The method is somewhat similar to stochastic modeling that is used extensively in insurance applications. A stochastic model is a tool for estimating probability distributions of potential outcomes by allowing for random variation in one or more inputs over time. The random variation is usually based on fluctuations observed in historical data for a selected period using standard time-series techniques. Distributions of potential outcomes are derived from a large number of simulations (stochastic projections) which reflect the random variation in the input(s).

Based on a set of random outcomes, the experience of the policy/portfolio/company is projected, and the outcome is noted. Then this is done again with a new set of random variables. In fact, this process is repeated thousands of times. At the end, a distribution of outcomes is available which shows not only the most likely estimate but what ranges are reasonable too.

The same thing can be done for a trading system. There are many possible stochastic inputs, but the obvious one is price action. Although the direct approach of randomizing input price action is possible, it can be problematic and difficult in practice. So instead of directly randomizing price action, we can turn things around and randomly select parameter values.

Why? As system developers we have to understand that the best we can hope for is that there is some signal in all the price action noise and that our trading system will pick-up on that signal to generate more profitable trades than losers. Regardless of whether you subscribe to the efficient market hypothesis or not, it is very well understood by both academics and practitioners that price action contains a large noise component.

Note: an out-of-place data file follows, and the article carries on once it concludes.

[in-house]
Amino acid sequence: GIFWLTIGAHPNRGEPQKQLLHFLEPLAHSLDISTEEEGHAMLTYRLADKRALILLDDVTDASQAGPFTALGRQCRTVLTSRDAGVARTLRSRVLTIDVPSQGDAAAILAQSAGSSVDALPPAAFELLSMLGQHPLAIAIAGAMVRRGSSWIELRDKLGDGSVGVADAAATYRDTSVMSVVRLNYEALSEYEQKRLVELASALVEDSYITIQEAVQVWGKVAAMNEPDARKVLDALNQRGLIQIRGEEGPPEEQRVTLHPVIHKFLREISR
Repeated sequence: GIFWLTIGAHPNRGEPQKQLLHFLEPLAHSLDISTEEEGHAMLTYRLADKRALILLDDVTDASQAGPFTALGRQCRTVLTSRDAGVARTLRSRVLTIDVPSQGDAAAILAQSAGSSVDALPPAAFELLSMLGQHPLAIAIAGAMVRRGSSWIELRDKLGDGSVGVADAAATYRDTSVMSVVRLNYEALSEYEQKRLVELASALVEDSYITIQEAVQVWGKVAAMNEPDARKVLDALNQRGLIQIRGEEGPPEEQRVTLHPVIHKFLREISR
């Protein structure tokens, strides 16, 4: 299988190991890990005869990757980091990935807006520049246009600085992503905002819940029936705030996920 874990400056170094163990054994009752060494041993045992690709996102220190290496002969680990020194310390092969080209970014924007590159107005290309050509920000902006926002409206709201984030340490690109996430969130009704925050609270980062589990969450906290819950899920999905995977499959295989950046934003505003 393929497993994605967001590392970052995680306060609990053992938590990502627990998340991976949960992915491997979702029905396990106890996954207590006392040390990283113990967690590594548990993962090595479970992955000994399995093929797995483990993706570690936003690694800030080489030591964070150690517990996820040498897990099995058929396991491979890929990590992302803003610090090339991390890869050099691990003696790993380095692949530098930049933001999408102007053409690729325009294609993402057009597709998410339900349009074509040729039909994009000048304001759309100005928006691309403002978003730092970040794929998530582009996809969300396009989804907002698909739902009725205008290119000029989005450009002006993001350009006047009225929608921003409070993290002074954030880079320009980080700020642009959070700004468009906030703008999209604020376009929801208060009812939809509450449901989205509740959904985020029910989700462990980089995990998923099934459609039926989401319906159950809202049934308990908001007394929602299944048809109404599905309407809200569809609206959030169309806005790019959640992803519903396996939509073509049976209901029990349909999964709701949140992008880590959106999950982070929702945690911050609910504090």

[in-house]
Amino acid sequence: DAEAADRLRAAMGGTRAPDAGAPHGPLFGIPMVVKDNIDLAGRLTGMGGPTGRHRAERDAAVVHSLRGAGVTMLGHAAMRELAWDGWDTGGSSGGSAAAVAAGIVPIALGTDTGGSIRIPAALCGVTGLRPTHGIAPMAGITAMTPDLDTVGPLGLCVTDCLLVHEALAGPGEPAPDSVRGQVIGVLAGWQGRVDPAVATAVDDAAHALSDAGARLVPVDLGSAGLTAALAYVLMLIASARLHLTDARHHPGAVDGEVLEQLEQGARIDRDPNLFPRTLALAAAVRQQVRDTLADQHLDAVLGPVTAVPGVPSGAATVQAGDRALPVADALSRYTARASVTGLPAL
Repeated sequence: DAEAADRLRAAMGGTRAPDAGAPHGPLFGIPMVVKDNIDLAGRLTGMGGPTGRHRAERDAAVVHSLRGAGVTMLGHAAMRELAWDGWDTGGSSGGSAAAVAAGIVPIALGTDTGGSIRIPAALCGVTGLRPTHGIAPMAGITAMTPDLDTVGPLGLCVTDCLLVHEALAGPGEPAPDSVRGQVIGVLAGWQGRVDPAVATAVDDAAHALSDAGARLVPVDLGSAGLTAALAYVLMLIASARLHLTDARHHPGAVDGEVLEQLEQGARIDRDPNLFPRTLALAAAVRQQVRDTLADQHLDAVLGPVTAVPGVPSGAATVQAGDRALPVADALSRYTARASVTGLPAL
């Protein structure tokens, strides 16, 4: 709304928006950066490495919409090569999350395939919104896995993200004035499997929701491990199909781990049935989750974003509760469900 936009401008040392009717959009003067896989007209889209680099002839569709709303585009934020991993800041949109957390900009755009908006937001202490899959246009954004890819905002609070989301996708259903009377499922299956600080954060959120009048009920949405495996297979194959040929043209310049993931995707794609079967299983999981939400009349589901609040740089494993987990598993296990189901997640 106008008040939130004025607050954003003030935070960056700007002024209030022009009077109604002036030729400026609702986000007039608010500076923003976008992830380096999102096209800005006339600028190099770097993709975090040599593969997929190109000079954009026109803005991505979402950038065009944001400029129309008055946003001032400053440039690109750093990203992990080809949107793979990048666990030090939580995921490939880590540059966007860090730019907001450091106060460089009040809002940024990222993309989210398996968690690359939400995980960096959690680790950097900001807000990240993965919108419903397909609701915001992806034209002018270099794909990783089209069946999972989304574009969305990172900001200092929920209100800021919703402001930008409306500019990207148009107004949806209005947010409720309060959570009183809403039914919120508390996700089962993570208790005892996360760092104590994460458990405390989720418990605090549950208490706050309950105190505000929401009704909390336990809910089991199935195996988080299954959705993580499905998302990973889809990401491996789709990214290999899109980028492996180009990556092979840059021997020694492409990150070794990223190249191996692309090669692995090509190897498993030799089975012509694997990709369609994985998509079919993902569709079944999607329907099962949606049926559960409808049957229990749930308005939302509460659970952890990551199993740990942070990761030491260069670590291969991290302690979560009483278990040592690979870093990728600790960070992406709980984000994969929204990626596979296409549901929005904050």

What happens when you optimize on this historical price action that contains a lot of noise is that your selected optimal parameter set is at least partially fit to a noise component that will never repeat. Thus randomness has influenced your chosen parameter set and the historical performance is positively biased. Here is what Perry Kaufman has to say in his excellent book, *Trading Systems and Methods*:

Use the average of all test results. Specifying reasonable parameter ranges is important when evaluating the test results. Nearly all sets of tests will show losses, but hopefully, there will be some areas of attractive profits. If you tested 1,000 cases and 30% of the tests showed returns of about 25% per year, 30% showed breakeven results, and the last 40% showed various profits and losses, you might say that the 30% profitable tests are a broad area from which parameter values can be chosen. That assumes that the market will continue to perform in a way that allows those parameters to generate profits during the next year. It is better to assume that the price patterns change; you cannot tell which combination of parameters will be the best. Regardless of the past returns for the parameters you choose, your expectations should be the average performance of all tests.